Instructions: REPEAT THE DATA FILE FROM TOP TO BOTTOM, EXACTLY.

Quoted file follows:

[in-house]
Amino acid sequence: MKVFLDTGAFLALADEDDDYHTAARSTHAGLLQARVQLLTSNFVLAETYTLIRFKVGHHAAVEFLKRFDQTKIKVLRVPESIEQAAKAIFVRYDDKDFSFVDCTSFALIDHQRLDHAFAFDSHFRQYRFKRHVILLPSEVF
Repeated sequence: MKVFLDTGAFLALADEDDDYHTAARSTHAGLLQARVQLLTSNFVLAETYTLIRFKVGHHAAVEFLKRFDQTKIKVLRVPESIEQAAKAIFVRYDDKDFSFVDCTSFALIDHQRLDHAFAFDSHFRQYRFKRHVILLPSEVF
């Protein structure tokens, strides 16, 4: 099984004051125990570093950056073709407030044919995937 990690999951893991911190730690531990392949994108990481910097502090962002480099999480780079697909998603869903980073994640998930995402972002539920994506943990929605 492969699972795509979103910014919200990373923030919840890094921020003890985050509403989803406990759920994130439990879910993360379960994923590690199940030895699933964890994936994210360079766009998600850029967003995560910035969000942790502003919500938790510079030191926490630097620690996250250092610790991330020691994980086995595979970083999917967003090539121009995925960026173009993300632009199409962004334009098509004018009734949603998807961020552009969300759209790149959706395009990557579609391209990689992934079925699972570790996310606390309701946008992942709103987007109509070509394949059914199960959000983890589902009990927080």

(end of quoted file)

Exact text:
[in-house]
Amino acid sequence: MKVFLDTGAFLALADEDDDYHTAARSTHAGLLQARVQLLTSNFVLAETYTLIRFKVGHHAAVEFLKRFDQTKIKVLRVPESIEQAAKAIFVRYDDKDFSFVDCTSFALIDHQRLDHAFAFDSHFRQYRFKRHVILLPSEVF
Repeated sequence: MKVFLDTGAFLALADEDDDYHTAARSTHAGLLQARVQLLTSNFVLAETYTLIRFKVGHHAAVEFLKRFDQTKIKVLRVPESIEQAAKAIFVRYDDKDFSFVDCTSFALIDHQRLDHAFAFDSHFRQYRFKRHVILLPSEVF
């Protein structure tokens, strides 16, 4: 099984004051125990570093950056073709407030044919995937 990690999951893991911190730690531990392949994108990481910097502090962002480099999480780079697909998603869903980073994640998930995402972002539920994506943990929605 492969699972795509979103910014919200990373923030919840890094921020003890985050509403989803406990759920994130439990879910993360379960994923590690199940030895699933964890994936994210360079766009998600850029967003995560910035969000942790502003919500938790510079030191926490630097620690996250250092610790991330020691994980086995595979970083999917967003090539121009995925960026173009993300632009199409962004334009098509004018009734949603998807961020552009969300759209790149959706395009990557579609391209990689992934079925699972570790996310606390309701946008992942709103987007109509070509394949059914199960959000983890589902009990927080």